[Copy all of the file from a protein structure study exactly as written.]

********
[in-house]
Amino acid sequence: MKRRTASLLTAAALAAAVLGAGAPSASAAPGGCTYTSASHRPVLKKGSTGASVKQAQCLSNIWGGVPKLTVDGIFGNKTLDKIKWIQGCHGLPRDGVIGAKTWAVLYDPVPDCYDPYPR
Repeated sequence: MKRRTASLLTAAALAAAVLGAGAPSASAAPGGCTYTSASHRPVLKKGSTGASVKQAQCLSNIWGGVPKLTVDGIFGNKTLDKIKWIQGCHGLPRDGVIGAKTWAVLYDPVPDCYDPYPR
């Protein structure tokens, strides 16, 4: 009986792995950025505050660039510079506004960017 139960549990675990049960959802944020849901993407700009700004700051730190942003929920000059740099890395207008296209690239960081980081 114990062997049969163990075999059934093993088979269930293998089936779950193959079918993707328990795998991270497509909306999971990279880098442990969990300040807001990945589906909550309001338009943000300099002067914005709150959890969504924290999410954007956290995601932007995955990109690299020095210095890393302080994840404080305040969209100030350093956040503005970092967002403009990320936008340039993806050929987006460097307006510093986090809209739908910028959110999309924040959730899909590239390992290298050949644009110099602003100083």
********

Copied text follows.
[in-house]
Amino acid sequence: MKRRTASLLTAAALAAAVLGAGAPSASAAPGGCTYTSASHRPVLKKGSTGASVKQAQCLSNIWGGVPKLTVDGIFGNKTLDKIKWIQGCHGLPRDGVIGAKTWAVLYDPVPDCYDPYPR
Repeated sequence: MKRRTASLLTAAALAAAVLGAGAPSASAAPGGCTYTSASHRPVLKKGSTGASVKQAQCLSNIWGGVPKLTVDGIFGNKTLDKIKWIQGCHGLPRDGVIGAKTWAVLYDPVPDCYDPYPR
């Protein structure tokens, strides 16, 4: 009986792995950025505050660039510079506004960017 139960549990675990049960959802944020849901993407700009700004700051730190942003929920000059740099890395207008296209690239960081980081 114990062997049969163990075999059934093993088979269930293998089936779950193959079918993707328990795998991270497509909306999971990279880098442990969990300040807001990945589906909550309001338009943000300099002067914005709150959890969504924290999410954007956290995601932007995955990109690299020095210095890393302080994840404080305040969209100030350093956040503005970092967002403009990320936008340039993806050929987006460097307006510093986090809209739908910028959110999309924040959730899909590239390992290298050949644009110099602003100083």